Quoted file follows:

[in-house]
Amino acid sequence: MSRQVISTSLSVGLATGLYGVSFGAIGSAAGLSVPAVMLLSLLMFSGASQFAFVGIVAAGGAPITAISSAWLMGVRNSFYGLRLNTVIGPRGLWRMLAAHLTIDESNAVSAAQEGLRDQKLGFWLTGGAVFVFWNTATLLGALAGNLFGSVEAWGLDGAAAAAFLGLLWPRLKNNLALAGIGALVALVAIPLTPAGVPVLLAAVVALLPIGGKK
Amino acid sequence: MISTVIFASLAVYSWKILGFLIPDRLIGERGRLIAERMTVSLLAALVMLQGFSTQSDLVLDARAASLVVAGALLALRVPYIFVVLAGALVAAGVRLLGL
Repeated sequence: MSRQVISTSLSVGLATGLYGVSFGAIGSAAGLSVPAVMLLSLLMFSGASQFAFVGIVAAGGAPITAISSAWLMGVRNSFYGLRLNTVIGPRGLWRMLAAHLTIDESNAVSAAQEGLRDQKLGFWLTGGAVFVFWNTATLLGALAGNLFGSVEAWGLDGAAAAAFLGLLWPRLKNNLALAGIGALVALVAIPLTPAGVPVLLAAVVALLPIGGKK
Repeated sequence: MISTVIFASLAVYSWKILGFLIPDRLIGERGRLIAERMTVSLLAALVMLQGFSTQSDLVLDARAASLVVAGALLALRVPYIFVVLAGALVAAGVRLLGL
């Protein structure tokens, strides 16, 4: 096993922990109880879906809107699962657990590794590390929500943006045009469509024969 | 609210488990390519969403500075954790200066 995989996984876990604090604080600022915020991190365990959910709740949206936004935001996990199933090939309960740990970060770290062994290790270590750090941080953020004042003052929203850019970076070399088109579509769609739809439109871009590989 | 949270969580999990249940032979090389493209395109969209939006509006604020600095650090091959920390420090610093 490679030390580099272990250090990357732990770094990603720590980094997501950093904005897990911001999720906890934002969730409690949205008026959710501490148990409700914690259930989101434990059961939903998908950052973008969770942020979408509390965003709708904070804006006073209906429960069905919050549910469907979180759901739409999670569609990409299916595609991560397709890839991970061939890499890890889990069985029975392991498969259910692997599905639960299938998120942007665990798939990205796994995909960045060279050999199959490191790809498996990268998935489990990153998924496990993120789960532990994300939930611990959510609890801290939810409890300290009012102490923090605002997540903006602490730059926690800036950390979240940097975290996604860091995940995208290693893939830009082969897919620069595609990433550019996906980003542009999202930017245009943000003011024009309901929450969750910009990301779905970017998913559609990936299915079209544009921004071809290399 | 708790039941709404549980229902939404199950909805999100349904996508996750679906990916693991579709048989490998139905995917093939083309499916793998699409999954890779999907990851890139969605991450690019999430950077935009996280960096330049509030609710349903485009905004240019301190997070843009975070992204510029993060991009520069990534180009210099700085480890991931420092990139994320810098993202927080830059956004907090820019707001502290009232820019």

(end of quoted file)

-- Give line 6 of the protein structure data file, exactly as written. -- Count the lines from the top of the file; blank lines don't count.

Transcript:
């Protein structure tokens, strides 16, 4: 096993922990109880879906809107699962657990590794590390929500943006045009469509024969 | 609210488990390519969403500075954790200066 995989996984876990604090604080600022915020991190365990959910709740949206936004935001996990199933090939309960740990970060770290062994290790270590750090941080953020004042003052929203850019970076070399088109579509769609739809439109871009590989 | 949270969580999990249940032979090389493209395109969209939006509006604020600095650090091959920390420090610093 490679030390580099272990250090990357732990770094990603720590980094997501950093904005897990911001999720906890934002969730409690949205008026959710501490148990409700914690259930989101434990059961939903998908950052973008969770942020979408509390965003709708904070804006006073209906429960069905919050549910469907979180759901739409999670569609990409299916595609991560397709890839991970061939890499890890889990069985029975392991498969259910692997599905639960299938998120942007665990798939990205796994995909960045060279050999199959490191790809498996990268998935489990990153998924496990993120789960532990994300939930611990959510609890801290939810409890300290009012102490923090605002997540903006602490730059926690800036950390979240940097975290996604860091995940995208290693893939830009082969897919620069595609990433550019996906980003542009999202930017245009943000003011024009309901929450969750910009990301779905970017998913559609990936299915079209544009921004071809290399 | 708790039941709404549980229902939404199950909805999100349904996508996750679906990916693991579709048989490998139905995917093939083309499916793998699409999954890779999907990851890139969605991450690019999430950077935009996280960096330049509030609710349903485009905004240019301190997070843009975070992204510029993060991009520069990534180009210099700085480890991931420092990139994320810098993202927080830059956004907090820019707001502290009232820019």